Two people were killed and 41 injured in an explosion next to a Kampala-bound bus in downtown Nairobi on Monday night.
The blast occurred at 7.40pm as passengers were boarding a Kampala Coach bus in the River Road area.
Thirty three were being treated at Kenyatta National Hospital, four at MP Shah and four others at the Nairobi Hospital.
One man died at Kenyatta and a woman was pronounced dead on arrival at Nairobi Hospital. The man is suspected to have been among those carrying the box with the explosive device.
Bomb experts were sent to the scene to determine what kind of device went off.
The manager of the bus company, Mr Jamal Hamed Mohammed, said the attack occurred as passengers were queuing to board the bus.
Three men carrying a box tried to force their way into the bus without submitting to a security check.
“A struggle ensued between our security staff and the three men, which resulted in the box they were carrying to drop down, which was followed by a loud explosion,” Mr Mohammed said.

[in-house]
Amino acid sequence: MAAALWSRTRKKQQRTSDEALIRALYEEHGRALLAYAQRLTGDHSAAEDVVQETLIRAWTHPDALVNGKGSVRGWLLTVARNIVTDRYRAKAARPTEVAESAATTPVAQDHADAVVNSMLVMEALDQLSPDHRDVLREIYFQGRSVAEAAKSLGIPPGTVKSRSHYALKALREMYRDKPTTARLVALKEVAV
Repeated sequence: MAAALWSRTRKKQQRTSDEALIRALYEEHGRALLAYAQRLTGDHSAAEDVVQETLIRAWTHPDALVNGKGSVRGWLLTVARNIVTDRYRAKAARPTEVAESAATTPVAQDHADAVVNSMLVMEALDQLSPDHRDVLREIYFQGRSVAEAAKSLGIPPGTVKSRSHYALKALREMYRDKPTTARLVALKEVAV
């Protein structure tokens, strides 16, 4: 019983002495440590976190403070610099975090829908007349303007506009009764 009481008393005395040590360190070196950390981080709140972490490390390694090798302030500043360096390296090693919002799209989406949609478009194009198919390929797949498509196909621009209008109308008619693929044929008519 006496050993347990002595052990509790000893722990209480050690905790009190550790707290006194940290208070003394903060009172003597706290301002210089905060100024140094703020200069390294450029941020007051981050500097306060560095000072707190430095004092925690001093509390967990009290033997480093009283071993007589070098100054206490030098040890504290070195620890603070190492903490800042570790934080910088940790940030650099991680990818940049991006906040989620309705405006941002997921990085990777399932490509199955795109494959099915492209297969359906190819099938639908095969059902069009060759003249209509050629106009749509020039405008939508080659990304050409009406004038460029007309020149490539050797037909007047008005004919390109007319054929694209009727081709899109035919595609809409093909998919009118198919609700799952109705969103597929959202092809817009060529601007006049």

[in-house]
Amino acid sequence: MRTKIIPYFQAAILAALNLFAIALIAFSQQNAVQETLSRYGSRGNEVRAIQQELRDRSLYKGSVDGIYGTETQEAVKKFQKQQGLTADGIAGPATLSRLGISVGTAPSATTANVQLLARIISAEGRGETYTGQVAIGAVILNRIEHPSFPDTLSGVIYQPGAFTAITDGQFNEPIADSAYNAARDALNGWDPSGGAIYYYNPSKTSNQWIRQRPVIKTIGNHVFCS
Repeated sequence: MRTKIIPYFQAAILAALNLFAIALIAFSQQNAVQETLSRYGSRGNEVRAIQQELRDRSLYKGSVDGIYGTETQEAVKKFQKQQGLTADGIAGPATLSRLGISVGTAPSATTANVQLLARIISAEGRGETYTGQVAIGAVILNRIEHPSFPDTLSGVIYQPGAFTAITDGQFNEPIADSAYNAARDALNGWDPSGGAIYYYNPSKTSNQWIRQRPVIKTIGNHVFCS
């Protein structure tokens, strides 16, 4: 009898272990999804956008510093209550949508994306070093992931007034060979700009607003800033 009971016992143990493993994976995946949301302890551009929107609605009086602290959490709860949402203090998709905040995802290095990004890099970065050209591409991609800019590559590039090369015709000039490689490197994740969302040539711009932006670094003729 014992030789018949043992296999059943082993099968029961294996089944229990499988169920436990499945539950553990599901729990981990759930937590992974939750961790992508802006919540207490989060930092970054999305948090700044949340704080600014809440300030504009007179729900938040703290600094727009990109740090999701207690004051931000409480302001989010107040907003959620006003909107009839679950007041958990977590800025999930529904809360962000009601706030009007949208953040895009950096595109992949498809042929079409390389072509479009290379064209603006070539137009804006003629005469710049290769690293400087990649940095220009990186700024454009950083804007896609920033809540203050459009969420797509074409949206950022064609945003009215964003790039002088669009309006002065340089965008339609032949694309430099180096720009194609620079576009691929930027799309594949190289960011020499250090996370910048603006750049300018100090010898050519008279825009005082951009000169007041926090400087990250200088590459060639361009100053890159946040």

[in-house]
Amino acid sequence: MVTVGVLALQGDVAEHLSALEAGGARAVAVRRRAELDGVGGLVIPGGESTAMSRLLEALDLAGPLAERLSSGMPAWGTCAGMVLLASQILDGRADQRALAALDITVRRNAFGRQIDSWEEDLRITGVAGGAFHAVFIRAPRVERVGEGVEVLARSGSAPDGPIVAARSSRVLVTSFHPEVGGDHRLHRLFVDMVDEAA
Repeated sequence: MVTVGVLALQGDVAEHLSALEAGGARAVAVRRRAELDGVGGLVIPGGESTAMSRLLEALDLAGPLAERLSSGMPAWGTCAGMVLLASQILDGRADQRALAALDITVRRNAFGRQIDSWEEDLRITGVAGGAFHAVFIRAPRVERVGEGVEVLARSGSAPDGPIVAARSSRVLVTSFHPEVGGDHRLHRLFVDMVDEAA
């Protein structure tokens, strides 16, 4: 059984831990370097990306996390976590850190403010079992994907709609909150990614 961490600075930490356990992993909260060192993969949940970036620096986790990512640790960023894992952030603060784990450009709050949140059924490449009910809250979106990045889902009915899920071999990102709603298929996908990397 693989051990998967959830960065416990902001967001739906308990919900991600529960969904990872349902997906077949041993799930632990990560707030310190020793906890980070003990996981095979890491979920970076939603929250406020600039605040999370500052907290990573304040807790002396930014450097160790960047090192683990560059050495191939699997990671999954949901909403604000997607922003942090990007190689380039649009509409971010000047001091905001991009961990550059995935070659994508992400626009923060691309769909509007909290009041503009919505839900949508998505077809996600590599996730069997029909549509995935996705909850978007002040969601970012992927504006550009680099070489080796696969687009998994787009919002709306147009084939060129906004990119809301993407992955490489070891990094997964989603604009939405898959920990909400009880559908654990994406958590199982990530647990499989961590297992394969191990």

The man who died in the blast was among those who tried to force their way in. Had the bomb gone off inside the bus, the consequences would have been far more serious.
Speaking at the scene, Commissioner of Police Mathew Iteere said it was too early to say whether the attack was related to earlier terrorism warnings in the region.
At the time the device went off, 30 passengers were already in the bus and were unharmed.
“The injured are admitted to Kenyatta National Hospital,” Nairobi police commander Antony Kibuchi said.
Just before the explosion, Uganda’s police chief had warned yesterday of “strong indications” that al-Qaeda-linked militants were planning an attack during the Christmas period and said security forces would issue an alert for vigilance.
The threats came from Islamist groups including al-Shabaab and Allied Democratic Forces (ADF), Inspector General Kale Kayihura had said.
“Terror threats from al-Qaeda, al-Shabaab and ADF are the main threats as we go for the festive season and there are strong indications they want to attack,” he had said.
Uganda in July suffered East Africa’s worst attacks in 12 years when suicide bombers struck two Kampala bars, killing 76 people. Al-Shabaab militias claimed responsibility for the blast.
More than 200 people were killed in August 1998 when al-Qaeda operatives bombed American embassies in Nairobi and Dar es Salaam.